This post is part of the Epilepsy Blog Relay™ which will run from November 1 through November 30. Follow along and add comments to posts that inspire you!
Living with Epilepsy, or any chronic illness, requires you to have the best healthcare team available. Finding these physicians are not always easy. Referrals, research, office visits, testing, its like an unending cycle just to find someone who suits you and your needs. Many times I questioned if my doctors really understood my epilepsy. Were they as empathetic as they led on? I came to realize that the healthcare team that I came to know and love over the years, were the #squadgoals one could only dream of when it comes to their medical care.
3 years ago I walked into my Primary Care Physicians office confused and completely hopeless. God knows I was trying to see the bright side, trying to be optimistic about what she would reveal. Waiting for her to enter, I rehearsed in my head what I would say. My mom believed it was seizures again but I could not bring myself to that conclusion. Dr. B. came into the room (not using full names here) ready to start the appointment. I explained I was having these intense migraines, forgetting tasks in the middle of them, not remembering how I got from point A to point B, smelling weird smells only I can smell and lastly losing complete control of my speech. The response I got was hmmm. Hmm? What do you mean Hmmm lady?! I proceeded to say “I had seizures my entire childhood.” The moment those words left my lips she immediately started a series of questions. From do you remember when this started? Did they happen while driving? What were you doing? After admitting I was driving during one of these episodes, she promptly referred me to a neurologist; Dr. V.
Oh Dr.V. Promise I threatened to find a new neurologist every visit. Why? Because he was/is the best and told me what I needed to hear and not what I wanted to hear. Truth hurts. He told me I could no longer drive, I would have to go through EEGs, MRIs, get back on medications; all of the things I went 17 years without doing. Wait, what? I was seizure free for 17 years. It felt like my entire life had just crashed right before my eyes. After the first 2 months of self-sabotage, I decided I would not let this defeat me. Epilepsy will not win. I was determined to gain my independence back.
It was time to change focus. I did research on my type of epilepsy (Temporal Lobe Epilepsy), identifying seizure triggers and how to safely live my life. I had to find my new norm. Every new detail was taken back to Dr. V where he confirmed my findings. We even joked about why I actually make appointments these days, to find out if I’m right or if there was an actual problem. We adjusted meds when needed and noted ones that absolutely did not work. Open communication is one of the biggest keys to successfully treating any condition. The more we communicated, the more we noticed we were getting these monsters under control. I went from having 10-15 seizures a month to 3-4 a month. True diligence on both ends. Dr. V was even more determined to get these last breakthrough seizures controlled.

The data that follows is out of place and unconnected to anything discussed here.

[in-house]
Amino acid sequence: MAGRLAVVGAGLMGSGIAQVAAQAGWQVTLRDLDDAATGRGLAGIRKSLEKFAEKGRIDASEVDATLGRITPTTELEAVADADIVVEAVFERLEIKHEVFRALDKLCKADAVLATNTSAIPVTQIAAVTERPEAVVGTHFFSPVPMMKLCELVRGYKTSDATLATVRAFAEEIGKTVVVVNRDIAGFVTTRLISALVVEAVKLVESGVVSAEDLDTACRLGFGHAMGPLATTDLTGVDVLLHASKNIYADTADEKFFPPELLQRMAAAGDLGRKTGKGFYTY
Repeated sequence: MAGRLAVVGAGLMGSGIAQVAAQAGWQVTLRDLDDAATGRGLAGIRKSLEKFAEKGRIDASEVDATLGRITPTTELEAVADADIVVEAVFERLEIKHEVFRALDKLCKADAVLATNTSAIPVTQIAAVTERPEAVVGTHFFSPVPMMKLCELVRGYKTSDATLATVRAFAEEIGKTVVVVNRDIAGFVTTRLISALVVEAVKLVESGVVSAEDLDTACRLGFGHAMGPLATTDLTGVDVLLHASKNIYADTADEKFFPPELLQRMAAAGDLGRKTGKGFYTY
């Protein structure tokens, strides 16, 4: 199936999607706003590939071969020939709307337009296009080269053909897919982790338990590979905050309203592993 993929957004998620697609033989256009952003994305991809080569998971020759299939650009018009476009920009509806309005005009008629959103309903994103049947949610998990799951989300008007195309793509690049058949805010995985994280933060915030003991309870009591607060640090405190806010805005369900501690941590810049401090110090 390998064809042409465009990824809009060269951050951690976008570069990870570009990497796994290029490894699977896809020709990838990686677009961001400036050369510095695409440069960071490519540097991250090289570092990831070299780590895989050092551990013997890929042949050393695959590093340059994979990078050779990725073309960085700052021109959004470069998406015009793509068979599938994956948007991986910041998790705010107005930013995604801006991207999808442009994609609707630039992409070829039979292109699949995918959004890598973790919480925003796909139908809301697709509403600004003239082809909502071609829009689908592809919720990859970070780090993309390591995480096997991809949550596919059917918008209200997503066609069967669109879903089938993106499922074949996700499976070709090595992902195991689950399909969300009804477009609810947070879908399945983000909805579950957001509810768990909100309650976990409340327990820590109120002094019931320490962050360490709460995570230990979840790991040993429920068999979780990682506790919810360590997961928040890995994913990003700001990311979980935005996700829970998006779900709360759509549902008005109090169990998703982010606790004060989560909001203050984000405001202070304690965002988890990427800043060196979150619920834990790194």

My last post, Back to Basics: What is Epilepsy?, we talked about my Temporal Lobe Seizures, Nocturnal Seizures and Catamenial Seizures. The culprit of the breakthroughs were the catamenial seizures; seizures triggered by hormonal changes in women. With both of my doctors working together, we were able to manage these and find a medication to treat. Two seizures a month now..I’ll take it! That is my new norm. Granted there may be outside forces I can’t control but I know if a seizure occurs outside of that threshold, then something is definitely wrong.
Having a health care team that works together can be highly beneficial. It will take more than one speciality to treat you sometimes. There are often underlying causes that can also affect your quality of life, in my case it was stress. So in an effort to avoid further medication, I turned to Mindfulness Meditation and MORE self-care. With the help of tools like the Epilepsy Health Storylines app, it makes it so much easier to keep track of my seizures between visits. Dr. V and Dr. B. have truly become family to me. I really see them more than my actual family lol. They encourage me to continue this epilepsy fight, to continue advocating for the community and speaking up for those who are afraid to speak up for themselves. I will be forever grateful to them and all the doctors, nurses and medical professionals who take care of us all every single day.
NEXT UP: Be sure to check out the next post tomorrow from Sandra with Sunovion at www.livingwellwithepilepsy.com for more on epilepsy awareness. For the full schedule of bloggers visit livingwellwithepilepsy.com. And don’t miss your chance to connect with bloggers on the #LivingWellChat on November 30 at 7PM ET.